Low back pain often originates from the facet, the nerve root, or a disc that’s been compressed or herniated. Since none of the spinal supporting structures are actually supporting anything, we rely on our connective tissue (disc, ligaments, etc.) and spinal integrity to do the work. It’s like asking the man who won the Boston marathon to enter a weightlifting competition and expecting him to win.

 

"Even when we sit in a 'better' position, we provide constant tactile sensation to the glutes and hamstrings, sending a neurologic signal for them to not fire anymore. We have lengthened the spinal erector muscle group and cued them to stop firing."

Look at the images below. The fellow on the right is sitting with slouched posture. Note the loss of curvature in the lumbar spine, the increase in angle of the thoracic spine, and the straightening of the cervical spine. Additionally, note the tilt of the pelvis.

 

LEFT: Sitting with good posture; RIGHT: Sitting with slouched posture

 

Even when we sit in a “better” position, we provide constant tactile sensation to the glutes and hamstrings, sending a neurologic signal for them to not fire anymore. We have lengthened the spinal erector muscle group and cued them to stop firing. What happens when we leave our cozy little cubicle, drive (yet again sitting) to our local gym, and ask our bodies to perform feats of amazing athleticism?

 

READ: Sleep to Win: How Your Mattress Could Be Affecting Your Training

 

In addition, as we sleep, our intervertebral disc height increases. By lying supine, we allow good, healing nutrition and water to enter the disc. When we wake up, our discs are chubby with fluid and vulnerable. There is more cushion, but it is in a confined space and can press on nerve roots. 

 

Make Things Right With Your Spine

If you tend to be a morning exerciser, your top priority is to wring out some of that fluid before you lift something heavy. A few sets of ten standing back extensions and a few sets of supine lower extremity rotation are key prior to killing your morning workout.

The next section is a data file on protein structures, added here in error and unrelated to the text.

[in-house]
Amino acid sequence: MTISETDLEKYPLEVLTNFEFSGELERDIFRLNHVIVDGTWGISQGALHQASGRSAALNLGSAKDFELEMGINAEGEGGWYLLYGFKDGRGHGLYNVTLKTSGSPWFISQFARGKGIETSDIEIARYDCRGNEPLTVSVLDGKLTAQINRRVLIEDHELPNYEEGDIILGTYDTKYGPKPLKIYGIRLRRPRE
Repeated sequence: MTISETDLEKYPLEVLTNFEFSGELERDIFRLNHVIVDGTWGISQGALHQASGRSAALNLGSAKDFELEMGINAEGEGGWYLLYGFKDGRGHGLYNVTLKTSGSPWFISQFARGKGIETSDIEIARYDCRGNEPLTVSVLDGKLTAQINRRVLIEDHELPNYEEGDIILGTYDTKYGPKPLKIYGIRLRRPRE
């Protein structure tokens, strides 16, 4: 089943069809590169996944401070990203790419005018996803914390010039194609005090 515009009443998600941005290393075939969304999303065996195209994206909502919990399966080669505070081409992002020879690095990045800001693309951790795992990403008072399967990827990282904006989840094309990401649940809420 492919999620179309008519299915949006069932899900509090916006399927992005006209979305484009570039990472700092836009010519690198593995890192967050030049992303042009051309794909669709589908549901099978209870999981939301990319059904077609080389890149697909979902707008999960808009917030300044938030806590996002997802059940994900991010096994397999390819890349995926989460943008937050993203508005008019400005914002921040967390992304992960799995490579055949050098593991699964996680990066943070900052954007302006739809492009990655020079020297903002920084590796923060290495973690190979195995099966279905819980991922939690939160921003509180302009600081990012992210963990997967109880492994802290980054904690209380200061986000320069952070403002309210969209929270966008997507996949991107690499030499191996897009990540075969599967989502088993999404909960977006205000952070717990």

"As we stand and sit throughout the day, all that healthy fluid is squeezed out due to the effect of gravity. That means there is less cushioning between your vertebrae and nerve roots."

If you are an evening exerciser, your disc state is much different. As we stand and sit throughout the day, all that healthy fluid is squeezed out due to the effect of gravity. That means there is less cushioning between your vertebrae and nerve roots. Your job is to reestablish some of that nutrition and fluid. Lying supine with your feet up for about five to ten minutes, followed by bending from one side to the next will provide your discs with what they need.

 

Consider this rant a little snippet of a three-part series. Next, we’ll address signs and symptoms, as well as learning the difference between when to seek help and when you can help yourself. Finally, we’ll come up with a sexy top-ten list of preventive exercises. And this year, maybe you’ll truly “Let it Go.”

 

Photos courtesy of Shutterstock.